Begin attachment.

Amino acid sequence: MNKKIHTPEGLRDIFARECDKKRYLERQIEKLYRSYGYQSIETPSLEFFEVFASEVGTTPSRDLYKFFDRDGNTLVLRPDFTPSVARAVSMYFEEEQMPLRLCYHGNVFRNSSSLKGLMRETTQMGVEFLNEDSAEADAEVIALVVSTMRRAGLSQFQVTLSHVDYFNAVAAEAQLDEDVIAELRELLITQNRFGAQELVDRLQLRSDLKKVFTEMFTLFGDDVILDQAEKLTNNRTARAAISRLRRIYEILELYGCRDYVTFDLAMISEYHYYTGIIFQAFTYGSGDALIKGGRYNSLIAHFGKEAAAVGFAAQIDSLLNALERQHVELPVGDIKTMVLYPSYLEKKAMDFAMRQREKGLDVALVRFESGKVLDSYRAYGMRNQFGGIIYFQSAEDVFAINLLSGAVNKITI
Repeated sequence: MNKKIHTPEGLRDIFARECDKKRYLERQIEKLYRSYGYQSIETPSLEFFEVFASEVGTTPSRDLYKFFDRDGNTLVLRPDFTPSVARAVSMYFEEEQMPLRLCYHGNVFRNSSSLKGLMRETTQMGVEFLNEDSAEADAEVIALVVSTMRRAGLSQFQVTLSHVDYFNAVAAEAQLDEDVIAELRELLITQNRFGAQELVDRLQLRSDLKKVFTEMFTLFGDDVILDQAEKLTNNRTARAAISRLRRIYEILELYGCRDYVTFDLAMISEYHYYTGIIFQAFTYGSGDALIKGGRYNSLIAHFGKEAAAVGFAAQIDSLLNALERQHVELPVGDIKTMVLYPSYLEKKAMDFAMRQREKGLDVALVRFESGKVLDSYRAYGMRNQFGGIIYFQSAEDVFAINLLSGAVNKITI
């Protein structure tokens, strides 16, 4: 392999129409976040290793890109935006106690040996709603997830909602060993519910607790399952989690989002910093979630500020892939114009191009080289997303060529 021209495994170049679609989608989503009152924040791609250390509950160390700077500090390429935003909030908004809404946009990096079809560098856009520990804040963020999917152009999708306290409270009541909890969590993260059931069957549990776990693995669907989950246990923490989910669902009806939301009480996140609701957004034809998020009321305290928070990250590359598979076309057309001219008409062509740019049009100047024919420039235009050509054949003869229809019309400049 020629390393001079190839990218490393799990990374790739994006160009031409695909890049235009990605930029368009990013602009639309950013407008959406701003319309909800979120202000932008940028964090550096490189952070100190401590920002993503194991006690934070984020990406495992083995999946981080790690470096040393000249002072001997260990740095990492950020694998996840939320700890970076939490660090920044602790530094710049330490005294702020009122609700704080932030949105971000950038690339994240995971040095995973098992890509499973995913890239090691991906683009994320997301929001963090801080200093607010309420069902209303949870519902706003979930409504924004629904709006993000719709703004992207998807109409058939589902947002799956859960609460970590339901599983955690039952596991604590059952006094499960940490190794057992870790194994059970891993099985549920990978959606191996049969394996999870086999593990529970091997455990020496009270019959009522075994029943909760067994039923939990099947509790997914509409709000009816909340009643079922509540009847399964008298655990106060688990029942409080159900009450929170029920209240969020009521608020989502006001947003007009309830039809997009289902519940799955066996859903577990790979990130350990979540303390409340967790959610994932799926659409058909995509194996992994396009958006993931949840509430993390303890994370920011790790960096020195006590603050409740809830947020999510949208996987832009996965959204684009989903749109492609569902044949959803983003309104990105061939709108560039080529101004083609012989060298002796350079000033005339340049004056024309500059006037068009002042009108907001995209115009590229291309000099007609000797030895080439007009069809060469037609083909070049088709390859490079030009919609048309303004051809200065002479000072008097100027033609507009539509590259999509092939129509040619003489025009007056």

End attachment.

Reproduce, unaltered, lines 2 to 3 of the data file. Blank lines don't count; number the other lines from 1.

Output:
Repeated sequence: MNKKIHTPEGLRDIFARECDKKRYLERQIEKLYRSYGYQSIETPSLEFFEVFASEVGTTPSRDLYKFFDRDGNTLVLRPDFTPSVARAVSMYFEEEQMPLRLCYHGNVFRNSSSLKGLMRETTQMGVEFLNEDSAEADAEVIALVVSTMRRAGLSQFQVTLSHVDYFNAVAAEAQLDEDVIAELRELLITQNRFGAQELVDRLQLRSDLKKVFTEMFTLFGDDVILDQAEKLTNNRTARAAISRLRRIYEILELYGCRDYVTFDLAMISEYHYYTGIIFQAFTYGSGDALIKGGRYNSLIAHFGKEAAAVGFAAQIDSLLNALERQHVELPVGDIKTMVLYPSYLEKKAMDFAMRQREKGLDVALVRFESGKVLDSYRAYGMRNQFGGIIYFQSAEDVFAINLLSGAVNKITI
């Protein structure tokens, strides 16, 4: 392999129409976040290793890109935006106690040996709603997830909602060993519910607790399952989690989002910093979630500020892939114009191009080289997303060529 021209495994170049679609989608989503009152924040791609250390509950160390700077500090390429935003909030908004809404946009990096079809560098856009520990804040963020999917152009999708306290409270009541909890969590993260059931069957549990776990693995669907989950246990923490989910669902009806939301009480996140609701957004034809998020009321305290928070990250590359598979076309057309001219008409062509740019049009100047024919420039235009050509054949003869229809019309400049 020629390393001079190839990218490393799990990374790739994006160009031409695909890049235009990605930029368009990013602009639309950013407008959406701003319309909800979120202000932008940028964090550096490189952070100190401590920002993503194991006690934070984020990406495992083995999946981080790690470096040393000249002072001997260990740095990492950020694998996840939320700890970076939490660090920044602790530094710049330490005294702020009122609700704080932030949105971000950038690339994240995971040095995973098992890509499973995913890239090691991906683009994320997301929001963090801080200093607010309420069902209303949870519902706003979930409504924004629904709006993000719709703004992207998807109409058939589902947002799956859960609460970590339901599983955690039952596991604590059952006094499960940490190794057992870790194994059970891993099985549920990978959606191996049969394996999870086999593990529970091997455990020496009270019959009522075994029943909760067994039923939990099947509790997914509409709000009816909340009643079922509540009847399964008298655990106060688990029942409080159900009450929170029920209240969020009521608020989502006001947003007009309830039809997009289902519940799955066996859903577990790979990130350990979540303390409340967790959610994932799926659409058909995509194996992994396009958006993931949840509430993390303890994370920011790790960096020195006590603050409740809830947020999510949208996987832009996965959204684009989903749109492609569902044949959803983003309104990105061939709108560039080529101004083609012989060298002796350079000033005339340049004056024309500059006037068009002042009108907001995209115009590229291309000099007609000797030895080439007009069809060469037609083909070049088709390859490079030009919609048309303004051809200065002479000072008097100027033609507009539509590259999509092939129509040619003489025009007056």